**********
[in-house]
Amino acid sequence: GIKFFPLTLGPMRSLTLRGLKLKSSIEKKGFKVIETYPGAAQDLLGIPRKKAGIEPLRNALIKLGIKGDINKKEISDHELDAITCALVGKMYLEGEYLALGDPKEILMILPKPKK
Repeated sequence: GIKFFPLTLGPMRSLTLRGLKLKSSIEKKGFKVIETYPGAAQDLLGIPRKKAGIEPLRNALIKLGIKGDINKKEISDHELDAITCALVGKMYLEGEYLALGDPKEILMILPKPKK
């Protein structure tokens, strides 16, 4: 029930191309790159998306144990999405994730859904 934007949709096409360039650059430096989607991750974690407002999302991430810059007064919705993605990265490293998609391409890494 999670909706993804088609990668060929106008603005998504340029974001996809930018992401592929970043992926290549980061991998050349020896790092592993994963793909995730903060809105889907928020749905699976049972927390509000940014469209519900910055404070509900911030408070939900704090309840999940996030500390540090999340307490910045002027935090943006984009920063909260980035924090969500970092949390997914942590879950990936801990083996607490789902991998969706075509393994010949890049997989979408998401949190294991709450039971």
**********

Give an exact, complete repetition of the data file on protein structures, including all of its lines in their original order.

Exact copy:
[in-house]
Amino acid sequence: GIKFFPLTLGPMRSLTLRGLKLKSSIEKKGFKVIETYPGAAQDLLGIPRKKAGIEPLRNALIKLGIKGDINKKEISDHELDAITCALVGKMYLEGEYLALGDPKEILMILPKPKK
Repeated sequence: GIKFFPLTLGPMRSLTLRGLKLKSSIEKKGFKVIETYPGAAQDLLGIPRKKAGIEPLRNALIKLGIKGDINKKEISDHELDAITCALVGKMYLEGEYLALGDPKEILMILPKPKK
């Protein structure tokens, strides 16, 4: 029930191309790159998306144990999405994730859904 934007949709096409360039650059430096989607991750974690407002999302991430810059007064919705993605990265490293998609391409890494 999670909706993804088609990668060929106008603005998504340029974001996809930018992401592929970043992926290549980061991998050349020896790092592993994963793909995730903060809105889907928020749905699976049972927390509000940014469209519900910055404070509900911030408070939900704090309840999940996030500390540090999340307490910045002027935090943006984009920063909260980035924090969500970092949390997914942590879950990936801990083996607490789902991998969706075509393994010949890049997989979408998401949190294991709450039971």